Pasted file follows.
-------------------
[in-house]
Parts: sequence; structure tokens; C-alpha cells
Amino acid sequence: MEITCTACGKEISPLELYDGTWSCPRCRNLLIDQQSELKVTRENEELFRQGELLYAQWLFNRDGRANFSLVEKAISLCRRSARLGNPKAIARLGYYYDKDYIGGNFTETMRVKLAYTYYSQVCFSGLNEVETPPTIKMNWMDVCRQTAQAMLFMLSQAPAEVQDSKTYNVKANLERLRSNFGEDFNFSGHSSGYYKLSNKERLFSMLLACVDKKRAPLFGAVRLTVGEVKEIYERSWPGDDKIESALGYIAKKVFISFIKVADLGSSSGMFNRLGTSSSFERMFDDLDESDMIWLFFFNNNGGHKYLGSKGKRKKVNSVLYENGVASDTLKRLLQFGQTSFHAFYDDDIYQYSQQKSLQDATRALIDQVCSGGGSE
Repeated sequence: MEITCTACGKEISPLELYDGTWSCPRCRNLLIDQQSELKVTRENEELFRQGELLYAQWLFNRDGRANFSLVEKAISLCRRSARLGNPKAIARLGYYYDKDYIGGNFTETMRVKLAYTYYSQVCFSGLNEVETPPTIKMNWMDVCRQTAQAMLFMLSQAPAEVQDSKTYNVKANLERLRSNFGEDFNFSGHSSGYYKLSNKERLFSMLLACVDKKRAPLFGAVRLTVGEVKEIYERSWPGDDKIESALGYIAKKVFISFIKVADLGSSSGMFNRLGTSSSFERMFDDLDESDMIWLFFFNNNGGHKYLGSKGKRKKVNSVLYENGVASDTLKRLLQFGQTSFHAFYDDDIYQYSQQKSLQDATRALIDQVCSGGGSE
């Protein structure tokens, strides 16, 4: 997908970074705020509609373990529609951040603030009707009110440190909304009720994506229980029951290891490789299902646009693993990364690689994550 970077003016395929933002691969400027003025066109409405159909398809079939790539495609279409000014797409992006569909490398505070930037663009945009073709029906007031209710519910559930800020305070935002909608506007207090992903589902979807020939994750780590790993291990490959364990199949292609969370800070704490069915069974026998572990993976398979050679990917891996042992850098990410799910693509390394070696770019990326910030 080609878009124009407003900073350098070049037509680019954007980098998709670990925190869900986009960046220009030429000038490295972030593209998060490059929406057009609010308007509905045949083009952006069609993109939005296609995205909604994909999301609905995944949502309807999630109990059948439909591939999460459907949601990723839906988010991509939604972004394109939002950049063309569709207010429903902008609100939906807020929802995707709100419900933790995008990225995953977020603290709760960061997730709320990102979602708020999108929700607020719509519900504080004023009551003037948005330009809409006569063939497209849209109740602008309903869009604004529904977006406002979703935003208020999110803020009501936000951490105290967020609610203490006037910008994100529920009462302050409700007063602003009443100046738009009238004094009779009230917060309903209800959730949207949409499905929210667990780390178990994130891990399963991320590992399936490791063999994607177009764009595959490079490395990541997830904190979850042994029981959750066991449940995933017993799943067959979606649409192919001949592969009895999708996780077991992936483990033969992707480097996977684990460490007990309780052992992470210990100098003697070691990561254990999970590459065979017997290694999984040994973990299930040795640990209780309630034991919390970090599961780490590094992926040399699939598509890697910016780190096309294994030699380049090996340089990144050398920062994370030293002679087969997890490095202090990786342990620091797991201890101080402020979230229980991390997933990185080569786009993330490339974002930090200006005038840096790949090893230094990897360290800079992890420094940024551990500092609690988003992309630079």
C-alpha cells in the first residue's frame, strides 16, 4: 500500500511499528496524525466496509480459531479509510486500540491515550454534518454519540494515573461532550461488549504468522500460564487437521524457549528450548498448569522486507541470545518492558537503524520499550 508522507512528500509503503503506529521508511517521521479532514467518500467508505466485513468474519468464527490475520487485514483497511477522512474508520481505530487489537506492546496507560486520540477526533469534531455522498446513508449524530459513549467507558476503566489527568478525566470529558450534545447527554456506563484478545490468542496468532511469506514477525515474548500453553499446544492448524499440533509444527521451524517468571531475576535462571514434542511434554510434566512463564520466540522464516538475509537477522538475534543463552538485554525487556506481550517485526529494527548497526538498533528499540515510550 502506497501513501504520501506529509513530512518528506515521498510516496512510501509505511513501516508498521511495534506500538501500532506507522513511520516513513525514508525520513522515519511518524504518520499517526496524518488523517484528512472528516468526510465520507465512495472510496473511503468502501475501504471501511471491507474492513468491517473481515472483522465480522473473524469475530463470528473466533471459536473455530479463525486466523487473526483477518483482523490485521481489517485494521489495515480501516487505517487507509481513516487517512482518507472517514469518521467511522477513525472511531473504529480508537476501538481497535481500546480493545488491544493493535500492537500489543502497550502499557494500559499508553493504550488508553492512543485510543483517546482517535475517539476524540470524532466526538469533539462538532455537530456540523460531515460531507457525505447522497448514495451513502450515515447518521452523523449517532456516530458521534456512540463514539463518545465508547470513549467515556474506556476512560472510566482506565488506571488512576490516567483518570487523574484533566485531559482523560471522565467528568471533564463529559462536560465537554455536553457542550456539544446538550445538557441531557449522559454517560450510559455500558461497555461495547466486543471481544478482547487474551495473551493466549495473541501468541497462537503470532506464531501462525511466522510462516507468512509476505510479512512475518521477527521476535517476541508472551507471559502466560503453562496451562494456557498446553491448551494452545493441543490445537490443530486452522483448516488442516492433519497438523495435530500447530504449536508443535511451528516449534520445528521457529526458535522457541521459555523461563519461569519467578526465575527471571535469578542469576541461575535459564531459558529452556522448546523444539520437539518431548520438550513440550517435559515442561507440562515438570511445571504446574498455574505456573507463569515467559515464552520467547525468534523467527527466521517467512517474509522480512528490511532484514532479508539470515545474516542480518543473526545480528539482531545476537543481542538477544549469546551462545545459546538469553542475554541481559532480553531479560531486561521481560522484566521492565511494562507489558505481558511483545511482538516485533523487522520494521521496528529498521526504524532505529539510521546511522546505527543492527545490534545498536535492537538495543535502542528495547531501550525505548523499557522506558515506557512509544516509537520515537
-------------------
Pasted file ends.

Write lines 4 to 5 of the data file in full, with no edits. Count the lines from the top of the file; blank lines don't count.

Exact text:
Repeated sequence: MEITCTACGKEISPLELYDGTWSCPRCRNLLIDQQSELKVTRENEELFRQGELLYAQWLFNRDGRANFSLVEKAISLCRRSARLGNPKAIARLGYYYDKDYIGGNFTETMRVKLAYTYYSQVCFSGLNEVETPPTIKMNWMDVCRQTAQAMLFMLSQAPAEVQDSKTYNVKANLERLRSNFGEDFNFSGHSSGYYKLSNKERLFSMLLACVDKKRAPLFGAVRLTVGEVKEIYERSWPGDDKIESALGYIAKKVFISFIKVADLGSSSGMFNRLGTSSSFERMFDDLDESDMIWLFFFNNNGGHKYLGSKGKRKKVNSVLYENGVASDTLKRLLQFGQTSFHAFYDDDIYQYSQQKSLQDATRALIDQVCSGGGSE
């Protein structure tokens, strides 16, 4: 997908970074705020509609373990529609951040603030009707009110440190909304009720994506229980029951290891490789299902646009693993990364690689994550 970077003016395929933002691969400027003025066109409405159909398809079939790539495609279409000014797409992006569909490398505070930037663009945009073709029906007031209710519910559930800020305070935002909608506007207090992903589902979807020939994750780590790993291990490959364990199949292609969370800070704490069915069974026998572990993976398979050679990917891996042992850098990410799910693509390394070696770019990326910030 080609878009124009407003900073350098070049037509680019954007980098998709670990925190869900986009960046220009030429000038490295972030593209998060490059929406057009609010308007509905045949083009952006069609993109939005296609995205909604994909999301609905995944949502309807999630109990059948439909591939999460459907949601990723839906988010991509939604972004394109939002950049063309569709207010429903902008609100939906807020929802995707709100419900933790995008990225995953977020603290709760960061997730709320990102979602708020999108929700607020719509519900504080004023009551003037948005330009809409006569063939497209849209109740602008309903869009604004529904977006406002979703935003208020999110803020009501936000951490105290967020609610203490006037910008994100529920009462302050409700007063602003009443100046738009009238004094009779009230917060309903209800959730949207949409499905929210667990780390178990994130891990399963991320590992399936490791063999994607177009764009595959490079490395990541997830904190979850042994029981959750066991449940995933017993799943067959979606649409192919001949592969009895999708996780077991992936483990033969992707480097996977684990460490007990309780052992992470210990100098003697070691990561254990999970590459065979017997290694999984040994973990299930040795640990209780309630034991919390970090599961780490590094992926040399699939598509890697910016780190096309294994030699380049090996340089990144050398920062994370030293002679087969997890490095202090990786342990620091797991201890101080402020979230229980991390997933990185080569786009993330490339974002930090200006005038840096790949090893230094990897360290800079992890420094940024551990500092609690988003992309630079």